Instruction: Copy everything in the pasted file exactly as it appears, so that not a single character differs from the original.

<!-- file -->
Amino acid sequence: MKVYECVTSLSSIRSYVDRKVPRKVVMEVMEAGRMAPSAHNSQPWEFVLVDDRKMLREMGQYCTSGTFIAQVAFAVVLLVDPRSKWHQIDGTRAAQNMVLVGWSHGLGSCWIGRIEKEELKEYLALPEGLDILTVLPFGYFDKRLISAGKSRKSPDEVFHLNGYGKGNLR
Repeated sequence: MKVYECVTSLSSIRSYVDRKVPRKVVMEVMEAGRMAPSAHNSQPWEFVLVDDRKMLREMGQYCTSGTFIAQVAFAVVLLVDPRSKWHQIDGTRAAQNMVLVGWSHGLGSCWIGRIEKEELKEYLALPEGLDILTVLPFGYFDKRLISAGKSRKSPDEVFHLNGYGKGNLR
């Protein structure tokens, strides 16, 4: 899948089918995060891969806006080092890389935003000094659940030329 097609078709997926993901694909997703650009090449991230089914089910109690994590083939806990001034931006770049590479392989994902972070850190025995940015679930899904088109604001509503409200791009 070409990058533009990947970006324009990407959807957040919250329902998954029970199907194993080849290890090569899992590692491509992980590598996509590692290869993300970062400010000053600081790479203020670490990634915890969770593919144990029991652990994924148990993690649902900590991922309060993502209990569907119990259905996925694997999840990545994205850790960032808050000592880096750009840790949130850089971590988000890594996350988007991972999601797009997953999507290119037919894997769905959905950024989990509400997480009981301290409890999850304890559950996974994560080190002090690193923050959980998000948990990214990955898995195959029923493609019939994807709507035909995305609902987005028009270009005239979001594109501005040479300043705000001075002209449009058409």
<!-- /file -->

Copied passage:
Amino acid sequence: MKVYECVTSLSSIRSYVDRKVPRKVVMEVMEAGRMAPSAHNSQPWEFVLVDDRKMLREMGQYCTSGTFIAQVAFAVVLLVDPRSKWHQIDGTRAAQNMVLVGWSHGLGSCWIGRIEKEELKEYLALPEGLDILTVLPFGYFDKRLISAGKSRKSPDEVFHLNGYGKGNLR
Repeated sequence: MKVYECVTSLSSIRSYVDRKVPRKVVMEVMEAGRMAPSAHNSQPWEFVLVDDRKMLREMGQYCTSGTFIAQVAFAVVLLVDPRSKWHQIDGTRAAQNMVLVGWSHGLGSCWIGRIEKEELKEYLALPEGLDILTVLPFGYFDKRLISAGKSRKSPDEVFHLNGYGKGNLR
């Protein structure tokens, strides 16, 4: 899948089918995060891969806006080092890389935003000094659940030329 097609078709997926993901694909997703650009090449991230089914089910109690994590083939806990001034931006770049590479392989994902972070850190025995940015679930899904088109604001509503409200791009 070409990058533009990947970006324009990407959807957040919250329902998954029970199907194993080849290890090569899992590692491509992980590598996509590692290869993300970062400010000053600081790479203020670490990634915890969770593919144990029991652990994924148990993690649902900590991922309060993502209990569907119990259905996925694997999840990545994205850790960032808050000592880096750009840790949130850089971590988000890594996350988007991972999601797009997953999507290119037919894997769905959905950024989990509400997480009981301290409890999850304890559950996974994560080190002090690193923050959980998000948990990214990955898995195959029923493609019939994807709507035909995305609902987005028009270009005239979001594109501005040479300043705000001075002209449009058409």